The relentless migration to minimalism continues....slowly.

I was walking on 2nd St. in downtown Austin when I walked past a couple
sitting at the outside bar at Jo's Coffee House. I did a double-take when 
I saw his t-shirt and turned myself around. The first photography book
I wrote was entitled: "Minimalist Lighting: Professional Techniques
for Location Lighting" (Amherst Media). I have been working
on Downsizing my inventory ever since.

I have to say that success in the rigorous job of paring away unnecessary gear; and keeping shiny new (unnecessary) gear at bay, has been mixed. There is always the promise that one piece or another will solve all of my technical and creative roadblocks and propel me toward a life of artistic satisfaction. It ain't necessarily so.

Last week I took the last of my big, 29 pound (empty), Pelican hard cases to Goodwill Industries in the hope that they'll find someone who needs valuable protection for their gear and also has the strength and endurance to wield that protection. I've given up. My newer cases are much lighter and offer much the same level of protection. 

This week I was able to pass along four big, Fotodiox professional fluorescent light fixtures. At one point they seemed to have so much promise to me. They satisfied my need for continuous light that didn't also emulate the heat profile of a blast furnace but they've been superseded in my kit by much smaller, lighter and more color accurate LED lights.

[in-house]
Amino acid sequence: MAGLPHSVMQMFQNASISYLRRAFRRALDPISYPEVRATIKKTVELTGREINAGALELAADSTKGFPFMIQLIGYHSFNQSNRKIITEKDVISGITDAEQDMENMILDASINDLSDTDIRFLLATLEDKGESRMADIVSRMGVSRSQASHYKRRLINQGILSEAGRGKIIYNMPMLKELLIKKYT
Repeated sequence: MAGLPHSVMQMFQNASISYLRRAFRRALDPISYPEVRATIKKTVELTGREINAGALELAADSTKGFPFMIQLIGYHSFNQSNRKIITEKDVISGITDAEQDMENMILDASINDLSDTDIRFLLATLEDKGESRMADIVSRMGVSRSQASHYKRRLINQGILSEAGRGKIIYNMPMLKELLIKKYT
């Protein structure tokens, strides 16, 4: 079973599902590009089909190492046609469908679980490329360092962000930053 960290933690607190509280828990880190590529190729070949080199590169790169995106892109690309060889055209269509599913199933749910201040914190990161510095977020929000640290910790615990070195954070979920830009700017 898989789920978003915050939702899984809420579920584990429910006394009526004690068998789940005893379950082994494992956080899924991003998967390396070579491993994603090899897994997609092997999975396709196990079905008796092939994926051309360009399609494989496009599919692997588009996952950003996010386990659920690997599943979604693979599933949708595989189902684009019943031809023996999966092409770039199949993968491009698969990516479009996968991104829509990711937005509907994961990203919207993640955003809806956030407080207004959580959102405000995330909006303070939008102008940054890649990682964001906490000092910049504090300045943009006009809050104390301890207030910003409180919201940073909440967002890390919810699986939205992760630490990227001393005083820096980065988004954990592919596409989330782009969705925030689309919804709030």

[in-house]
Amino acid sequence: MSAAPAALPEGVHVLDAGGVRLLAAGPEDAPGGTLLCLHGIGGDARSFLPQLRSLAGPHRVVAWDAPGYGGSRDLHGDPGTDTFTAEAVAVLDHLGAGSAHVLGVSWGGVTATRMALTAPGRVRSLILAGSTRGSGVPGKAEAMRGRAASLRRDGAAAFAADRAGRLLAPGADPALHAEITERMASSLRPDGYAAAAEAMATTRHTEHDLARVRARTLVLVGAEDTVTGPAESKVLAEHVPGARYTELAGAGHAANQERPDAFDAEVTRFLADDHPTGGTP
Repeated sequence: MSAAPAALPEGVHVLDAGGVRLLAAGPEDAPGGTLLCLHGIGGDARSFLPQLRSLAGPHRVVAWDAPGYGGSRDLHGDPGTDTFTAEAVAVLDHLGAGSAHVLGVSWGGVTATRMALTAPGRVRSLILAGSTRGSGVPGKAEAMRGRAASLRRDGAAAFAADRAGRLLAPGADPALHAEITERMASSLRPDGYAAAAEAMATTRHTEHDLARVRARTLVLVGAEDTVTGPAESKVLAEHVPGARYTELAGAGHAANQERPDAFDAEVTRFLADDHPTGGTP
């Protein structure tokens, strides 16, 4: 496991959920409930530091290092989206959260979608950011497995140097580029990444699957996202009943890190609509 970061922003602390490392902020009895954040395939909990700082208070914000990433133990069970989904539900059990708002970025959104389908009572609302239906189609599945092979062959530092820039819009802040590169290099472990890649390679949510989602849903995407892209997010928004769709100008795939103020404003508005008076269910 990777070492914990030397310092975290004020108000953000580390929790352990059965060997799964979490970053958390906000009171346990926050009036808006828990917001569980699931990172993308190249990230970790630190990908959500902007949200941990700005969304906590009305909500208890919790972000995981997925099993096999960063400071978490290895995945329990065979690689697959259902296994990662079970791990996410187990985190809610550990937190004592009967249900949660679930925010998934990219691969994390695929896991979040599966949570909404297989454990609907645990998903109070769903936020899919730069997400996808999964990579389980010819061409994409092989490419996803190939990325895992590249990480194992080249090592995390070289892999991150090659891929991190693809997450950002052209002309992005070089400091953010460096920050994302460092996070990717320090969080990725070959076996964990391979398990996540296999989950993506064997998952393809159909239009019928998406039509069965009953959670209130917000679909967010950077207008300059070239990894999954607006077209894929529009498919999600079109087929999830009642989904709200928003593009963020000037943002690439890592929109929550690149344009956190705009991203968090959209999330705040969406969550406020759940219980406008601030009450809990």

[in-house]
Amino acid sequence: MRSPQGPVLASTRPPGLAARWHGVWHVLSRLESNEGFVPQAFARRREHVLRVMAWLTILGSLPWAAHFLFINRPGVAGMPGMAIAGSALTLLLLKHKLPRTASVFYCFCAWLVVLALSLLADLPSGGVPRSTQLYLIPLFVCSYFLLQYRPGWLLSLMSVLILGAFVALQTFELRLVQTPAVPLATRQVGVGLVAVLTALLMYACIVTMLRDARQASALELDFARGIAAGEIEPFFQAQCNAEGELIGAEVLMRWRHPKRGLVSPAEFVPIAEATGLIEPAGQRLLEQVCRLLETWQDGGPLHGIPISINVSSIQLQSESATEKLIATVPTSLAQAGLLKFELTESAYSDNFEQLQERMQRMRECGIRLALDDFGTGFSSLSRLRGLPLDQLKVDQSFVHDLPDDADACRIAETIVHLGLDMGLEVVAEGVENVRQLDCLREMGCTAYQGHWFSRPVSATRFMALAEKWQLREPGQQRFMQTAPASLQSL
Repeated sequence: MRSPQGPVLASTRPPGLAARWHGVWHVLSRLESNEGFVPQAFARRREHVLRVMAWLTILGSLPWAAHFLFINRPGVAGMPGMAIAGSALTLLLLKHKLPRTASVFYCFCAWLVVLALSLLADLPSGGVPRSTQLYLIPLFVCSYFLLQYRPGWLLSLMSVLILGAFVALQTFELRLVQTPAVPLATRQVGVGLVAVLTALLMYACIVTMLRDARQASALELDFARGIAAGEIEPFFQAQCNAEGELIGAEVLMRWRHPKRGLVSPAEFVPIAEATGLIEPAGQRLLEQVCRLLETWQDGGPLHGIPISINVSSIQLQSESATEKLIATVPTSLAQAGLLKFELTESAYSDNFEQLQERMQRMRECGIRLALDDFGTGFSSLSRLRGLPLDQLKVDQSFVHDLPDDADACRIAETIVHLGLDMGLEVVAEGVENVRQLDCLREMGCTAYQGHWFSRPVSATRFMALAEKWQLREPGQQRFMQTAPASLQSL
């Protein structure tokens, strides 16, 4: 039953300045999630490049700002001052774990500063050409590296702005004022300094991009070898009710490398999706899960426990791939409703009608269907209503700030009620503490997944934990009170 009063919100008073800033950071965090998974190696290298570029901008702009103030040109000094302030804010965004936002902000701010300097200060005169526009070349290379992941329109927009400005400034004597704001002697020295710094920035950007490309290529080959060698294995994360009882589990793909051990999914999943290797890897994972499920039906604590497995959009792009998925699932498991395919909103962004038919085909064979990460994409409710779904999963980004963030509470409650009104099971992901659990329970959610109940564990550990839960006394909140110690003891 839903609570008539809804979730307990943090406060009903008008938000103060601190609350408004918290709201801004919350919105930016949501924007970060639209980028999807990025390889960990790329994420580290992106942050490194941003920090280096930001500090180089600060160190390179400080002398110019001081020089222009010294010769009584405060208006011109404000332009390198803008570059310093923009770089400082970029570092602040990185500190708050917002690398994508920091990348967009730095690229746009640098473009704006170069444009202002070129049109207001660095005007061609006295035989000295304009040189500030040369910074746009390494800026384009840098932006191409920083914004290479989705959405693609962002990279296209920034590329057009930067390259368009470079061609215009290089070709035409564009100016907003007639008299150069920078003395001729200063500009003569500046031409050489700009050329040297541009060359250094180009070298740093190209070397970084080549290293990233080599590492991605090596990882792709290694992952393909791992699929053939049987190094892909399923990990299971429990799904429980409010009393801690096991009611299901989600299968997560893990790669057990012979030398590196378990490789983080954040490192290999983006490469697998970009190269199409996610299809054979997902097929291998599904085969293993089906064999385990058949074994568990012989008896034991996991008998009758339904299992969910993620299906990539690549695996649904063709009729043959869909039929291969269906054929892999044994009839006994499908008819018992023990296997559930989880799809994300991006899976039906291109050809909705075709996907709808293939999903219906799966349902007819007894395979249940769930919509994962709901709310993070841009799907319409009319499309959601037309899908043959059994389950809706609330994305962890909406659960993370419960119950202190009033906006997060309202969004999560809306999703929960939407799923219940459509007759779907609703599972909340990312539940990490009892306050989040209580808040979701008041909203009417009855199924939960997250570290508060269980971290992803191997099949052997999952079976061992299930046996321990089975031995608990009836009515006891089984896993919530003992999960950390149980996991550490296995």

Last month I met a young, student photographer, struggling to use a 4x5" inch view camera on a spindly and much abused, lightweight tripod. I walked back to the car and grabbed a medium sized Benro tripod and handed it over with no strings attached. Anyone attempting urban street photography with a 4x5 in 100(f) heat at least deserves a stable platform, and it helped me reduce down the tripod inventory to a still embarrassing five models. On a cheerier note I'm down to only two monopods!

Today's clumsy waddle towards minimalism in the studio is about picture frames. I have dozens in several sizes, from local shows I've done over the years. I am in the process of pulling the prints out and cleaning them up for another trip to Goodwill Industries where I hope a struggling artist will discover said frames and mount their first big show in repurposed rectangular boundaries.

I understand what drives us to try new stuff and experiment but I'm now coming to grips with the fact that it's equally important to let go of things and reduce the clutter that takes up space; on our shelves and in our minds. And if we can pass the pieces along to be re-purposed then all the better. 

Loved the man's t-shirt. I need one like that to wear during the sporadic studio purges.


  1. It really should be called "optimalism," right? But I guess minimalism implies having just enough gear to get the job done. We are all Goldilocks in a way, always in search of "just right."

    It's nice to see you pay it forward with your gear. I need to do some of that myself ...

  2. One of my favorite New Yorker cartoons shows a couple in their Living Room.
    The guy is leafing through what looks like a magazine, and the caption reads,
    "Here's a whole catalog full of stuff you can get so you can live with less".

    Why would a minimalist buy another T shirt?


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